Can you say savings account, boys and girls?

Other NHLers whispered during the lockout that fan negativity was due to nothing more than jealousy over the money they make.

That may or may not be true in some cases, but the majority of NHL fans cheer for the crest on the jersey, no matter who happens to be wearing it in any given year.

The game survived the retirement of Bobby Orr, Wayne Gretzky, Gordie Howe, Mario Lemieux and hundreds of others. Today's third liners couldn't carry their skate laces, yet they make as much or more than these superstars ever did.

That's not jealousy, dear players. That's reality.

I will be among the millions of people cheering for their favourite teams once the NHL resumes play this week.

Like them, the game is in my blood.

But, while the game may be in my blood, this lockout left me wishing for all the silly antics to be put out to pasture before I find myself begging for a transfusion.

Like many other NHL fans, I fear the bad taste in my mouth from this latest display of greed and stupidity is going to linger for a long, long time.

More training needed
NWT News/North -Monday, January 14, 2013

Are the NWT's three diamond mines failing to live up to their obligations when it comes to hiring Northern workers?

On paper, the answer would appear to be yes. According to 2011 statistics from each of the mines and the GNWT figures, target employment rates for Northern residents were between eight and 24 per cent below what was agreed to in the socio-economic agreements.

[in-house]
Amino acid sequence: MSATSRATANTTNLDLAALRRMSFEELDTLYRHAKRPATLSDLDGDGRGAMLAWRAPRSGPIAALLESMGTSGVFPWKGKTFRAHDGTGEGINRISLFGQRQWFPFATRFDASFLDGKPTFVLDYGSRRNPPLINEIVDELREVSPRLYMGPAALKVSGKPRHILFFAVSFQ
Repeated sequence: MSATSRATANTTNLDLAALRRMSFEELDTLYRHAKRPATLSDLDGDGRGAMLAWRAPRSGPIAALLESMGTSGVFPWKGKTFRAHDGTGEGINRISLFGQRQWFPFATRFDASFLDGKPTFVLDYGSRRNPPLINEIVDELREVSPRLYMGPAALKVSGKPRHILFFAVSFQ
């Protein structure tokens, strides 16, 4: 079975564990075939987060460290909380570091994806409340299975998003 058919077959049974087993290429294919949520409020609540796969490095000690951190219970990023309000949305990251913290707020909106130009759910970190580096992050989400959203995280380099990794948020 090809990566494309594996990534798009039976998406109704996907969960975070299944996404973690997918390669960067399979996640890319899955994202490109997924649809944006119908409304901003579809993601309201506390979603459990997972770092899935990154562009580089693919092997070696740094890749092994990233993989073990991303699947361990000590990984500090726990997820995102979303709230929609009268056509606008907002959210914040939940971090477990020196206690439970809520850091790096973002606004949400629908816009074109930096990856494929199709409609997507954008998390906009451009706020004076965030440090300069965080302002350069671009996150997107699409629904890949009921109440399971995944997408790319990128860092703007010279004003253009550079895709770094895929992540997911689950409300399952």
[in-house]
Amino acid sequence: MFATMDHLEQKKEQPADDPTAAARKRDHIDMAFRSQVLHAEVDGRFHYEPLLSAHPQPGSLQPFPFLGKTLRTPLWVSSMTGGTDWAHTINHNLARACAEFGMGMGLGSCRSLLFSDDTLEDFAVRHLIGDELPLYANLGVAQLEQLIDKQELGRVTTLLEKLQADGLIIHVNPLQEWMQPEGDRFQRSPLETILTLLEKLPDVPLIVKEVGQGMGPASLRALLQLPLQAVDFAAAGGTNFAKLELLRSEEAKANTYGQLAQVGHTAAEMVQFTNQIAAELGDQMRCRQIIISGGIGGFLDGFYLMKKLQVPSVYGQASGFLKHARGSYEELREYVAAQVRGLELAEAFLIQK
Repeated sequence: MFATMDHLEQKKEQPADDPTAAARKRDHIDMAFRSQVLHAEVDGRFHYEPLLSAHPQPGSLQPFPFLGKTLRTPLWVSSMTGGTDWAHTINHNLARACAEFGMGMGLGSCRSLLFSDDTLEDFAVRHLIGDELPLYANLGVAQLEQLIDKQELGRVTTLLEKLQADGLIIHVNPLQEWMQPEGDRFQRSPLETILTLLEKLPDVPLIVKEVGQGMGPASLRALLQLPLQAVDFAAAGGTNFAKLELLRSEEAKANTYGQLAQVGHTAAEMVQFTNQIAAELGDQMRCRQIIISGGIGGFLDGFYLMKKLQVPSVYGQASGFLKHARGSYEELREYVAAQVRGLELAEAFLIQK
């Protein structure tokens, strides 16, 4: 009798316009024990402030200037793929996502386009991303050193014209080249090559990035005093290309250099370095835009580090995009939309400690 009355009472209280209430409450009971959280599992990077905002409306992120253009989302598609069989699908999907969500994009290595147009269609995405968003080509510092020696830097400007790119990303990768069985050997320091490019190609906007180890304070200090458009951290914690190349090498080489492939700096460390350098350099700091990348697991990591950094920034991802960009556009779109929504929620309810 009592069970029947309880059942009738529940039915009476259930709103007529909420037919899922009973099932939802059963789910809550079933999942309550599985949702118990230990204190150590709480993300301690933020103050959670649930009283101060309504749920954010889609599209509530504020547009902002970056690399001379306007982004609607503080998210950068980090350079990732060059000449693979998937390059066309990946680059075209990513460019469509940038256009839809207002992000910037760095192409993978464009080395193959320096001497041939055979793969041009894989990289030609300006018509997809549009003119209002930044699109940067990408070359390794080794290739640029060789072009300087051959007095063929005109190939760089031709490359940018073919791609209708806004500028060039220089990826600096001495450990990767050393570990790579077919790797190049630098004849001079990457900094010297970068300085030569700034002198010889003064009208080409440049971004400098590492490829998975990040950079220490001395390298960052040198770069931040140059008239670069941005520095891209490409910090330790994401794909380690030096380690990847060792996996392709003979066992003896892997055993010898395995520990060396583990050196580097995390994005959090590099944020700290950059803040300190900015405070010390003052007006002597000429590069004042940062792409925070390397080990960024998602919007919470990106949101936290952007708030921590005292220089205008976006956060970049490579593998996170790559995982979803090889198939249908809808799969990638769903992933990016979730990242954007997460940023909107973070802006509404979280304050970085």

Since the numbers were revealed, the mines have been criticized for not doing enough to meet those targets. However, the NWT Mine Training Society - tasked with preparing territorial workers for mine jobs - believes the population can't provide the bodies necessary.

In December, the NWT Bureau of Statistics reported there were 24,400 people in the territory's workforce. Although 1,800 were listed as unemployed, Hilary Jones, general manager of the mine training society, says that does not translate into 1,800 potential miners.

These days, 90 per cent of mine workers need trades and technology training or some other type of specialization. Employees also must be available to work away from home for two-weeks at a time, which eliminates the large number of single parents in the NWT - 2,330 in 2006 - who are unable to commit to that kind of time away from home.

Jones adds those issues combined with communities such as Aklavik, which are far from a designated pickup locations - meaning employees would have to pay costly airfares to get to work - and competition from other employers, makes finding the necessary workers in the North difficult.

According to the mine training society's annual report for 2011/2012, 20 training courses, ranging from underground mine training to heavy equipment operator, were offered to more than 100 potential new employees. The vast majority of training participants completed the courses. Many of the courses also had waiting lists because they were over enrolled.

Next year, Jones said the society plans to offer additional programs but she admits more can be done and the society is hoping for additional funding to make that happen.

On the wish list is $100 million over the next five years for a pan-territorial mine training society. Funds would come from the federal government with matching funds from industry, territorial governments and aboriginal governments.